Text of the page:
Creating quilt labels is one aspect of quiltmaking that many quilters forget about. It only takes a few hours looking at priceless antique heirloom quilts whose makers are unknown to realize how important it is to document this information for each quilt.
You can provide all different sorts of information on your quilt labels, but here are some starting points. You should include your name along with the name of the person who did the machine or hand quilting. Dates the quilt was started and finished and your residence are also often details that are included. Other items you can add are: the title (and designer of the quilt pattern if the quilt is not an original design), the names of the fabrics used in the quilt, the event for which the quilt was created if the quilt is a special occasion gift, and a quotation or thought that you have about the quilt.
There are also a variety of methods you can use when creating quilt labels. One option is to embroider the information on a piece of fabric which is then stitched or appliquéd to the back of the quilt. An embroidered quilt label is usually attached after the quilt is quilted so that the quilting doesn’t run through the embroidery.
Another method of creating a quilt label is to purchase a pre-printed quilt label on which you print needed information using an archival pen. This hand-written quilt label can then be sewn or appliquéd to the back of the quilt.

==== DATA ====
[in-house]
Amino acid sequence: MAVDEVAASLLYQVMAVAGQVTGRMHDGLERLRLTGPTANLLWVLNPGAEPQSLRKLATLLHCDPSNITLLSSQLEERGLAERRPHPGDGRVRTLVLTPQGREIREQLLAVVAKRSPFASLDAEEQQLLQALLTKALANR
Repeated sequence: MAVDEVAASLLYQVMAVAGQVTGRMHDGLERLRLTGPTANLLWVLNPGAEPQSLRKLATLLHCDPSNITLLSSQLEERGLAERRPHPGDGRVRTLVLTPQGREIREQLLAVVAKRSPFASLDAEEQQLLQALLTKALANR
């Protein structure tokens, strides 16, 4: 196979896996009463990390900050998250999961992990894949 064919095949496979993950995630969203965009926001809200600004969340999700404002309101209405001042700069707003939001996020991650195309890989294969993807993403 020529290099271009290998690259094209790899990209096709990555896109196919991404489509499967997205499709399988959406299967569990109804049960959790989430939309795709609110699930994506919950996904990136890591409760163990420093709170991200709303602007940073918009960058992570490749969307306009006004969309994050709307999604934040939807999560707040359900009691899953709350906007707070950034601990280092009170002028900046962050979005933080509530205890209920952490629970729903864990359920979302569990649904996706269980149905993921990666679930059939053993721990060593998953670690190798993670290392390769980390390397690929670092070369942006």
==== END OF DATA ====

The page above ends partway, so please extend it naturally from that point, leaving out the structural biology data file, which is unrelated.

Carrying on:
Creating quilt labels using a computer program and a home printer is another option for quilt labeling. To use this method just enter your information using a computer program designed for labels such as Quilt Label Collective: Volume I from C&T Publishing or use your office software to design a custom label. An excellent tutorial for designing your own custom quilt labels can be found here.
When creating quilt labels using a home computer and printer, a stabilizer should be used to ensure the fabric is able to run through the printer smoothly. “Quilter’s Freezer Paper Sheets” may be purchased in pre-cut 8 1/2” x 11” sheets or regular freezer paper may also be used and cut to size. Fuse the shiny side of the freezer paper to the wrong side of the paper using a warm iron (be especially careful to not let the iron touch the shiny side of the freezer paper). After fusing the fabric to the freezer paper, the fabric should be able to easily feed through a home printer in order to print a computer-generated quilt label. Be sure to set the ink with a hot iron after printing, and always test your labels for color-fastness. A computer-generated label can also be traced onto fabric using an archival pen.
With so many methods available for making quilt labels, there is surely one way of creating quilt labels that will work for you. Which method of creating quilt labels is one you’ll be likely to use?
You might also enjoy this hand appliqué tutorial. Plus, learn how to make a hanging sleeve on the Bluprint blog later this week!